Criminal Justice

Texas set fewer execution dates in 2022 than any year since 1996, report finds

The state set only eight execution dates in 2022 and only carried out five. It’s already on track to put at least eight people to death in 2023.

Graphic by Todd Wiseman

The latest annual report from the Texas Coalition to Abolish the Death Penalty finds Texas set fewer execution dates in 2022 than it has in nearly three decades. But the state still led the nation in the total number of prisoners put to death this year.

Texas had originally scheduled eight executions for the year, but the Texas Court of Criminal Appeals stayed three of them.

"What we found is that the eight execution dates set this year are the fewest since 1996, as far as we can track, but I would note that eight dates have already been set for 2023, and I would expect more to come," said Kristin Houlé Cuellar, the coalition's executive director.

Texas tied Oklahoma this year for most executions in the nation, with five each. The most recent execution in Texas was Stephen Barbee, who was put to death November 16. Barbee was convicted and sentenced in Tarrant County for the 2005 murders of Lisa and Jayden Underwood.

Harris County leads Texas with the most people sentenced to death in the last five years, with a total of four.

"Harris County accounts for more executions than any state in the country except for Texas as a whole," Cuellar said. She noted that 131 people convicted in Harris County have been put to death since Texas resumed carrying out executions in 1982. Nearly 300 people have been sentenced to death from Harris County since the U.S. Supreme Court restored the death penalty in 1974, after finding it unconstitutional two years previously.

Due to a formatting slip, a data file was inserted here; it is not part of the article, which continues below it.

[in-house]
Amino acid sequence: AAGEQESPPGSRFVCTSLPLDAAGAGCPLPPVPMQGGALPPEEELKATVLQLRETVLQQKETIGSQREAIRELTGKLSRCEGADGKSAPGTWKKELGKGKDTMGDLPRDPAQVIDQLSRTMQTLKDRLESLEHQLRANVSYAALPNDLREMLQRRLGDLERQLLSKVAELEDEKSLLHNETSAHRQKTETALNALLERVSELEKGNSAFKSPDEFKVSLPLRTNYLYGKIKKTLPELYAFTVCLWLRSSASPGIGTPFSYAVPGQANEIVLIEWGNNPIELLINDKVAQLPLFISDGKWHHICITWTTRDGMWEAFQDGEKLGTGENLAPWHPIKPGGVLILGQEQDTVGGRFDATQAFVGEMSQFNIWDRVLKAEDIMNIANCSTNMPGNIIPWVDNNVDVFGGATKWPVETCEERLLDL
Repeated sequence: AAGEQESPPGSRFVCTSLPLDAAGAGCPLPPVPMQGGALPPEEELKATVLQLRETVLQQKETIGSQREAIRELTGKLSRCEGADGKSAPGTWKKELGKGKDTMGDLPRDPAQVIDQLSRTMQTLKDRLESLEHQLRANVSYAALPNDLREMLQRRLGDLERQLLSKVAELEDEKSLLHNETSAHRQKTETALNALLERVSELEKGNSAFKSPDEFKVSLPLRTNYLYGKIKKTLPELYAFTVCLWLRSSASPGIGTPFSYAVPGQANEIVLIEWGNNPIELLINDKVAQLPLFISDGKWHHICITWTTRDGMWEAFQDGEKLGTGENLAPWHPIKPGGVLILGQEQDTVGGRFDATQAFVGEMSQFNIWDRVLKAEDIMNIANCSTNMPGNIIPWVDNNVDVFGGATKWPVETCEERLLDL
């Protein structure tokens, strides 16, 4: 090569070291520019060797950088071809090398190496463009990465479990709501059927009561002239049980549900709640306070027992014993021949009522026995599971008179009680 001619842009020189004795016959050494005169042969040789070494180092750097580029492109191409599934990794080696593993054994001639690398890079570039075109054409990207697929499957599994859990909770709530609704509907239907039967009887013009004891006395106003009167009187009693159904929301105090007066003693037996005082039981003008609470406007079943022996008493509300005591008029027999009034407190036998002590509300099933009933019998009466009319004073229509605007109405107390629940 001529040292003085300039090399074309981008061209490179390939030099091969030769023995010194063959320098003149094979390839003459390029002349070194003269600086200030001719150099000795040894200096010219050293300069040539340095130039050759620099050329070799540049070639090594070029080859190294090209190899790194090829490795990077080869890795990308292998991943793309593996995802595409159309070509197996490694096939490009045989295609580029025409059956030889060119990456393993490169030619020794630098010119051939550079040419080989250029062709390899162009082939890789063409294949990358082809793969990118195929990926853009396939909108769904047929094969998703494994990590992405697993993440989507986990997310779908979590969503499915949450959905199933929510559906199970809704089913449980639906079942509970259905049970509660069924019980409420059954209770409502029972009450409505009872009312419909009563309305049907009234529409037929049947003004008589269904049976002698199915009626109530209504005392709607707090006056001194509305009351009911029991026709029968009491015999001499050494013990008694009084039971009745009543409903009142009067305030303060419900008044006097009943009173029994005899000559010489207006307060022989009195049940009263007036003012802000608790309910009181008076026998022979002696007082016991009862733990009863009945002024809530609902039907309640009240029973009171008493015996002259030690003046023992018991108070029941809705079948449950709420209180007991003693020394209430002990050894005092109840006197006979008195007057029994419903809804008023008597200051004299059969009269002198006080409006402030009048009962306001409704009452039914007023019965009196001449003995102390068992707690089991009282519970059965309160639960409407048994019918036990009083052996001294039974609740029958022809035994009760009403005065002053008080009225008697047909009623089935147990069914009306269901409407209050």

"Back in the 1990s, it was common for Harris County juries to send more than a dozen people to death row in a single year," Cuellar said. "The legacy of that zealous use of the death penalty in Harris County lives on today and is represented by the people who remain on death row. So, more than a third of the death row population in Texas was convicted in Harris County – 72 out of the 192 people on death row in Texas."

Harris County imposed its most recent death sentence on October 26, when it sentenced Robert Solis to die for killing Harris County Deputy Sandip Dhaliwal in 2019.

The 192 people on death row represents the smallest Texas death row population since 1985, when there were 188 people on death row. The state's death row population peaked in 2000 at more than 450.

Cuellar said there are several reasons for the declining use of the death penalty in Texas. "Among them are the availability of life in prison without the possibility of parole, which became a sentencing option in 2005, and it's given prosecutors another way to approach capital cases," she said. "We also have seen prosecutors dropping the death penalty in case after case this year, and they give a variety of reasons for that including the cost and the length of time death penalty trials require. We also have seen improvements in the quality of legal counsel for defendants facing the death penalty."

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Andrew Schneider

Andrew Schneider

Politics and Government Reporter

Andrew Schneider is the senior reporter for politics and government at Houston Public Media, NPR's affiliate station in Houston, Texas. In this capacity, he heads the station's coverage of national, state, and local elections. He also reports on major policy issues before the Texas Legislature and county and city governments...

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